# Yet another integration question.

• July 29th 2006, 08:12 PM
margaritas
Yet another integration question.
Hi guys, yes it's me again.

Ok I can't quite get to the answer of this question despite it being similar to the last one I sought help for, anyway here's the question:

Find (integrate; upper limit 3, lower limit -4) absolute (e^x - e^-x) dx, giving your answer to 3 significant figures.

Thanks if you could help! :)
• July 29th 2006, 08:21 PM
ThePerfectHacker
Quote:

Originally Posted by margaritas
Hi guys, yes it's me again.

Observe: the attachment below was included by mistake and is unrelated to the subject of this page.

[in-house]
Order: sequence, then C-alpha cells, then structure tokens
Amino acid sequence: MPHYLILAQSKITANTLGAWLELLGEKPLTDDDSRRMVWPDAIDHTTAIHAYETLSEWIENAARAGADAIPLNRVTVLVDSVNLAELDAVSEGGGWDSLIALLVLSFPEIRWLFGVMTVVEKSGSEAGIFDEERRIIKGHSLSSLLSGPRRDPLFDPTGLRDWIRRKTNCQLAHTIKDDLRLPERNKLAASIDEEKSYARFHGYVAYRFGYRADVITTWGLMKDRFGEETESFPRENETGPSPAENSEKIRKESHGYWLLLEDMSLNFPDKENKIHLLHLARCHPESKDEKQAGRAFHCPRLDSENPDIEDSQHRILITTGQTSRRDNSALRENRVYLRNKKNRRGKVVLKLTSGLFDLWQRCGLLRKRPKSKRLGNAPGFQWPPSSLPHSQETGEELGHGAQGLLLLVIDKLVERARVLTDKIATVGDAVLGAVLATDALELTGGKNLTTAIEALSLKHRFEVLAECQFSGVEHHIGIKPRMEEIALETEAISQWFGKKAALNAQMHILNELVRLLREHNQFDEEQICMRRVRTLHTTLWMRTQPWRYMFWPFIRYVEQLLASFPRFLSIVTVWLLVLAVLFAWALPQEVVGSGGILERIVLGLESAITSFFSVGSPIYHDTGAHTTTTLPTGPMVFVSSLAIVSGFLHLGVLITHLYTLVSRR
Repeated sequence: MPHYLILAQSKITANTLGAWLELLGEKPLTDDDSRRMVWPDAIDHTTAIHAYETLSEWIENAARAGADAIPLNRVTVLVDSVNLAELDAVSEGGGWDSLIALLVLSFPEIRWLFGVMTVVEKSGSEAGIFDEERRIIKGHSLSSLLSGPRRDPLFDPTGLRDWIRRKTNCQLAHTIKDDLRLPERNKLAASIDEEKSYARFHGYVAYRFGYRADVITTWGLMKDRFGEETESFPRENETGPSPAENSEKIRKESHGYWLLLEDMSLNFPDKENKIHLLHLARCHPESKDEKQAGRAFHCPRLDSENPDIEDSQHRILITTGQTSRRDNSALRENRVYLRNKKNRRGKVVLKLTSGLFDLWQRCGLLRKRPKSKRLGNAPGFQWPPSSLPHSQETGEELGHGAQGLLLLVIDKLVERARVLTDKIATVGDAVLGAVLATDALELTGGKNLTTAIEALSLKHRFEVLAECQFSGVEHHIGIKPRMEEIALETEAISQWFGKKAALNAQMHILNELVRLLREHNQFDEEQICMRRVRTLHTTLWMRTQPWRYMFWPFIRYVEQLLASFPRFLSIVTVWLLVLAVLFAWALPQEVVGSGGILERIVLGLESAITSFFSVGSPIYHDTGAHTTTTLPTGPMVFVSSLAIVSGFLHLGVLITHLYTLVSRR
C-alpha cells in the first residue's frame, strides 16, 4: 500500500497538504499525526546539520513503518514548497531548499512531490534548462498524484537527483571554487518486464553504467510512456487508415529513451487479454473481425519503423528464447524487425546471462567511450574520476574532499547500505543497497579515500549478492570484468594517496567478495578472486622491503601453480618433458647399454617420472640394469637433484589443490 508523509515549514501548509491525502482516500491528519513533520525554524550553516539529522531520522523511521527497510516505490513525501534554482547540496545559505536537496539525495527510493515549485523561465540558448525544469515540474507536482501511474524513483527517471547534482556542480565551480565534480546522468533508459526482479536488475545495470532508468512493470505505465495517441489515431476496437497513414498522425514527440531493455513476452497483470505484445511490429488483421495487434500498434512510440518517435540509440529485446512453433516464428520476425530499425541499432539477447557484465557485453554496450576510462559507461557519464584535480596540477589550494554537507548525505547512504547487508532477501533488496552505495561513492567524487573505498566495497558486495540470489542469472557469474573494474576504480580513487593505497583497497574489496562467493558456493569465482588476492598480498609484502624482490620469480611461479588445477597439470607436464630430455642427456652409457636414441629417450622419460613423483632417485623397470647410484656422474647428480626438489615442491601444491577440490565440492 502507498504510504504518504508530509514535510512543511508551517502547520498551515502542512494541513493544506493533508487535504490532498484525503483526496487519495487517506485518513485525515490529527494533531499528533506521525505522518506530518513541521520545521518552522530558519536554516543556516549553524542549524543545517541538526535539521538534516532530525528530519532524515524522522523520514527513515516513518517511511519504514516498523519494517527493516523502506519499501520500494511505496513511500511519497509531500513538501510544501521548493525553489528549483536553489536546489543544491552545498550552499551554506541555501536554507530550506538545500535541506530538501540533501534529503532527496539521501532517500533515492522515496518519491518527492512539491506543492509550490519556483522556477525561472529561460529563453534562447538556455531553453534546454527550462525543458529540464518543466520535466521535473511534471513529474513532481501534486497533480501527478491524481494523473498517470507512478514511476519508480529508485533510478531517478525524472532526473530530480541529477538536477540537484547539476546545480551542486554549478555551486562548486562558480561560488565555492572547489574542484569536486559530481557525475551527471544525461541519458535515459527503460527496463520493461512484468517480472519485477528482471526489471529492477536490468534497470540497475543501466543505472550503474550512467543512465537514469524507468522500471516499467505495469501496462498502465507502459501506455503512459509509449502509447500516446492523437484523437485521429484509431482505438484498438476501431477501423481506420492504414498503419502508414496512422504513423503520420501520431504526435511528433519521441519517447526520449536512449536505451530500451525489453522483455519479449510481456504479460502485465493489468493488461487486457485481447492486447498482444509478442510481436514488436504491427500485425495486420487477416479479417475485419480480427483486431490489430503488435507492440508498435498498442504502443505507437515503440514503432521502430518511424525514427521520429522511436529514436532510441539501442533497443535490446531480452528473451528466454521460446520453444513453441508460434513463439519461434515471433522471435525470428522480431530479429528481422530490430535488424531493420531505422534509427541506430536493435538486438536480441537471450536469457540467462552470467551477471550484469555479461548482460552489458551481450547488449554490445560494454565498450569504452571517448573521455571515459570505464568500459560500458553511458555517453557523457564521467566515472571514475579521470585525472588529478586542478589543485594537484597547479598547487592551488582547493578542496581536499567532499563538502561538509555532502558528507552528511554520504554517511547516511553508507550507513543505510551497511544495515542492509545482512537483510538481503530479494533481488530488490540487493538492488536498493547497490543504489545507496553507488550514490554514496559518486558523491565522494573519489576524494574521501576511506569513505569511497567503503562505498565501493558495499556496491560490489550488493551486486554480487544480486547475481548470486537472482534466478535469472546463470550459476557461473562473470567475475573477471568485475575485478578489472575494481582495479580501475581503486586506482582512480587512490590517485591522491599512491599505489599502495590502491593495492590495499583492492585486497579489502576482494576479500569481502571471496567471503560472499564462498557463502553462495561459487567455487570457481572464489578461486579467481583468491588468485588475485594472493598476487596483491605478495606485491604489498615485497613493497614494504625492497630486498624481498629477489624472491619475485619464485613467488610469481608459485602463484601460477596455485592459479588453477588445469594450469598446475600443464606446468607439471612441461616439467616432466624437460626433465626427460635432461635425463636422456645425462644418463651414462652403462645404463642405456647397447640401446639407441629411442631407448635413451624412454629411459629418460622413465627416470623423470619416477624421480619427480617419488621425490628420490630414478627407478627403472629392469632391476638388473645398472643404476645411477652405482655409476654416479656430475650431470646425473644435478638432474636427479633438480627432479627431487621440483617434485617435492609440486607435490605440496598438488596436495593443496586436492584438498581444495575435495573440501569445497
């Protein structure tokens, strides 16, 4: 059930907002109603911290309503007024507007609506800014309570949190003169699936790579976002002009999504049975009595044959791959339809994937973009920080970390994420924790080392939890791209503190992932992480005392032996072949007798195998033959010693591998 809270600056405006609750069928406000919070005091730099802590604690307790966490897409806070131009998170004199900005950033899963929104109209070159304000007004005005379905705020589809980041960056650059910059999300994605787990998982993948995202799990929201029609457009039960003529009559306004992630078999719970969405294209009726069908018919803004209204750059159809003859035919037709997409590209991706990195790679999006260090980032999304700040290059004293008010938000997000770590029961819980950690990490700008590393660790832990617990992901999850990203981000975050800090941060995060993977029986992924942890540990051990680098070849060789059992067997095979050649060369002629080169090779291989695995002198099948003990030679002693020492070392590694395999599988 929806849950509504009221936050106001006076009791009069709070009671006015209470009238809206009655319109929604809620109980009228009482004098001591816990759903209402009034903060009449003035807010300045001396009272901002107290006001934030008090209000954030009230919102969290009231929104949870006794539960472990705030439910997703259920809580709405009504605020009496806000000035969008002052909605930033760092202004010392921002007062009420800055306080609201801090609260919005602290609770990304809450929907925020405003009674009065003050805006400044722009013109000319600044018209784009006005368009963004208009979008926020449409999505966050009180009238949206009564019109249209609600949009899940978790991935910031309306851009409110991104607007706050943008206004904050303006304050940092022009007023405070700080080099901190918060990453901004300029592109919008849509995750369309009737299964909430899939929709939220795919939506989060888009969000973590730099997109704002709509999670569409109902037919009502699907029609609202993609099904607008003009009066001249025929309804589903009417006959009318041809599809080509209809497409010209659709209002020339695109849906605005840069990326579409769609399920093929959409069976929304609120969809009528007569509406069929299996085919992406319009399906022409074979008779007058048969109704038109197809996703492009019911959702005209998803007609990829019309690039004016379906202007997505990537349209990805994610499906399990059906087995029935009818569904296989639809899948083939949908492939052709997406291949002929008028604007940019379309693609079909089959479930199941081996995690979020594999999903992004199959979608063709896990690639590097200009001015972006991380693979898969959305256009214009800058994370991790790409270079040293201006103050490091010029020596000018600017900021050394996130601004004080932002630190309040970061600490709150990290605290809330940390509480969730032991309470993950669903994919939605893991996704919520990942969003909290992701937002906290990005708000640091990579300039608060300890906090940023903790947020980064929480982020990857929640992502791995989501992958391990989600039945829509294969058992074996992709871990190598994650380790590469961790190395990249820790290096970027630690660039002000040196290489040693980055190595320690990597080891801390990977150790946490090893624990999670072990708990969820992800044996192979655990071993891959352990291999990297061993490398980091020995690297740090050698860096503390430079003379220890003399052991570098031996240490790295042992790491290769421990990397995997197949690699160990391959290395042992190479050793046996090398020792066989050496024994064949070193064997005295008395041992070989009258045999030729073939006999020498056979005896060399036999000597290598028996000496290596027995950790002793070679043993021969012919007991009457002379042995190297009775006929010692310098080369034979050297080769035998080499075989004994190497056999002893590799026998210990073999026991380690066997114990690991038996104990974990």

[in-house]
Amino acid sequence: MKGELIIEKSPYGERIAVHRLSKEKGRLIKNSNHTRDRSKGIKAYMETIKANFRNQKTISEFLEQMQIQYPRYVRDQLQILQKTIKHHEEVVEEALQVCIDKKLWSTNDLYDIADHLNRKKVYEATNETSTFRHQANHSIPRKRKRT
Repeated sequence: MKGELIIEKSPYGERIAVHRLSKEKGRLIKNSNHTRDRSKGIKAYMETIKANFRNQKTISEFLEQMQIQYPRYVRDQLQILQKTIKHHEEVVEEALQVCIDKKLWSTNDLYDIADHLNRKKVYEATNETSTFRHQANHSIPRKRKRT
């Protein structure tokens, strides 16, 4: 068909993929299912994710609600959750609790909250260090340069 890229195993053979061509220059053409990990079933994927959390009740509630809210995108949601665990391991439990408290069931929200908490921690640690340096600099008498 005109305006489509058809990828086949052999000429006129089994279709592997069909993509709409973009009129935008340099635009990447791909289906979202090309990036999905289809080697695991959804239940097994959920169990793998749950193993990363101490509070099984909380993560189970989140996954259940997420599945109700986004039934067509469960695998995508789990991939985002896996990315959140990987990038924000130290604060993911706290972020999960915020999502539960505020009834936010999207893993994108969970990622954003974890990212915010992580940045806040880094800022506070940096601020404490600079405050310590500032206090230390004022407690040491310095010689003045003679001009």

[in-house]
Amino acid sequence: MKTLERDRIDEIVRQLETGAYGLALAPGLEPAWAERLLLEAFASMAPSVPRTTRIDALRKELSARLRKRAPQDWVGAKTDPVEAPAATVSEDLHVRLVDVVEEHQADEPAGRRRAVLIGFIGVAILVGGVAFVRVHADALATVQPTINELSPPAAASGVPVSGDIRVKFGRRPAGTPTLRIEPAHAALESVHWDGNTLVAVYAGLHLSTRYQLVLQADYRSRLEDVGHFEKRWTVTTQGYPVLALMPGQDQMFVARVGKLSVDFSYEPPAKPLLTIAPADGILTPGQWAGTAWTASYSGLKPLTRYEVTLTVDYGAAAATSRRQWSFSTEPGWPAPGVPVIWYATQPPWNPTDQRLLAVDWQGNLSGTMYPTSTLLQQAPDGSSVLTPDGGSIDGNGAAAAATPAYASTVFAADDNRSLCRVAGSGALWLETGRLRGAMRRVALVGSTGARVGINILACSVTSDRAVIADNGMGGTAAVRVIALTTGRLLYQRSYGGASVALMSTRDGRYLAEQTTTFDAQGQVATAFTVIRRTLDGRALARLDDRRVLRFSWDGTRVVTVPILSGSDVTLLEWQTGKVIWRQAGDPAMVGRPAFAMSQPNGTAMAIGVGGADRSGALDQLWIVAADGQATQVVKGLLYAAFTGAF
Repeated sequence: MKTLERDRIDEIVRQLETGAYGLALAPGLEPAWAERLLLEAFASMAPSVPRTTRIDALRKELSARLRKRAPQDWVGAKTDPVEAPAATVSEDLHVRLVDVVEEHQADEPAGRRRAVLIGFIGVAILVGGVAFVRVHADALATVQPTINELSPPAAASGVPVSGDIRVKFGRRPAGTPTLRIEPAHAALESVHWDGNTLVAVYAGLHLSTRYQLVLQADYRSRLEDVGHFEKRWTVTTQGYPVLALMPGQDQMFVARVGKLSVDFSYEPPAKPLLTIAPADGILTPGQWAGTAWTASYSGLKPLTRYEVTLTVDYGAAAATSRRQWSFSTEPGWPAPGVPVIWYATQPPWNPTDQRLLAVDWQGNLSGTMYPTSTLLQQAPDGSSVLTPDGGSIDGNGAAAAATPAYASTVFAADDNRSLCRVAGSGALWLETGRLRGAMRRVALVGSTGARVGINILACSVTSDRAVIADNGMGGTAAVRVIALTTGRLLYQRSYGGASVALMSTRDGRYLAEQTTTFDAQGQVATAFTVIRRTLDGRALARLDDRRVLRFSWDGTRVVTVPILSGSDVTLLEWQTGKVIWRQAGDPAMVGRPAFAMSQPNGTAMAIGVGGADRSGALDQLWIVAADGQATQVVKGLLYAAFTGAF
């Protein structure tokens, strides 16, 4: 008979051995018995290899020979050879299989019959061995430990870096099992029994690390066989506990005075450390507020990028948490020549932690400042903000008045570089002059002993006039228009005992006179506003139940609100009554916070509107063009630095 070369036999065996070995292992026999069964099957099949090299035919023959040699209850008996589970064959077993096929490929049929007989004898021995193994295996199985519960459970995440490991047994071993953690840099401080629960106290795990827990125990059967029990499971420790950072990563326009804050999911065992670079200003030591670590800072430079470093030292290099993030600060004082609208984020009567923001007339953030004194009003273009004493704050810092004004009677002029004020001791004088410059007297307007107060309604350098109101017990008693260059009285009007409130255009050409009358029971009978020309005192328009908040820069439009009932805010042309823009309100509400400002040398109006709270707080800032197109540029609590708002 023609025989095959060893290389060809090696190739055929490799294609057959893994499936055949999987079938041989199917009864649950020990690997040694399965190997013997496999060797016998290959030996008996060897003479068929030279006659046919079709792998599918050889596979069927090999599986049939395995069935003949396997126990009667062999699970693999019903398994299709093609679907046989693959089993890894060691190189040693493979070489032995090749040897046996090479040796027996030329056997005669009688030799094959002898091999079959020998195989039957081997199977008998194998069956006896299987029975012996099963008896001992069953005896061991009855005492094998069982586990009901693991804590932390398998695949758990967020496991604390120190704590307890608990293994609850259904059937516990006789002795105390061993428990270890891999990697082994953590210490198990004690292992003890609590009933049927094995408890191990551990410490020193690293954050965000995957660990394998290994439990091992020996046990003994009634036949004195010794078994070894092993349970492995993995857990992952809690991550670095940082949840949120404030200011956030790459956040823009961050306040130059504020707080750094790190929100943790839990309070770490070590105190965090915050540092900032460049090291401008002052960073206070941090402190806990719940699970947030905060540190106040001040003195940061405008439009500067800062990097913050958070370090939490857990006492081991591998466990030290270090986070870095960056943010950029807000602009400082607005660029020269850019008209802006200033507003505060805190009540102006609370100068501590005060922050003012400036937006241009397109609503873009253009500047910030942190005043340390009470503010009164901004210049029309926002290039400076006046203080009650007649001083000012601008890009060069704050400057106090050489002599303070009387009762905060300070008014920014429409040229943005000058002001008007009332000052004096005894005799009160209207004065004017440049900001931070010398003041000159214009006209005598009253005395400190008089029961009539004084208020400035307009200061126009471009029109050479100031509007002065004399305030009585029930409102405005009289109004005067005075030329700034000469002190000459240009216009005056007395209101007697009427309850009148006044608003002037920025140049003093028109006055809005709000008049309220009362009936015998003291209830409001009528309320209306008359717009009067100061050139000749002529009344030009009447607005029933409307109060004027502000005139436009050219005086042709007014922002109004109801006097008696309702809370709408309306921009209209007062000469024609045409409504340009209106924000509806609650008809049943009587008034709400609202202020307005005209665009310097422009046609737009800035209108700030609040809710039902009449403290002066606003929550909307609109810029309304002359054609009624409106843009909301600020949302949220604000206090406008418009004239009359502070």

Ok I can't quite get to the answer of this question despite it being similar to the last one I sought help for, anyway here's the question:

Find (integrate; upper limit 3, lower limit -4) absolute (e^x - e^-x) dx, giving your answer to 3 significant figures.

Thanks if you could help! :)

Okay you got,
$\int_{-4}^3 |e^x-e^{-x}|dx$
Since you are working with absolute value, you need to divide the the intervals were the function is below the x-axis and above the x-axis. (Look at graph below without absolute value)
Therefore, the point where this change happens is at zero.
Thus you can set up your integral as,
$-\int_{-3}^0 e^x-e^{-x}dx+\int_0^4 e^x-e^{-x}dx$
(Note the negative sign in front of the integral because since it is below the intregral is going to be negative and you need it to be positive cuz you have absolute value).
• July 29th 2006, 09:10 PM
margaritas
Thanks! Lol careless me.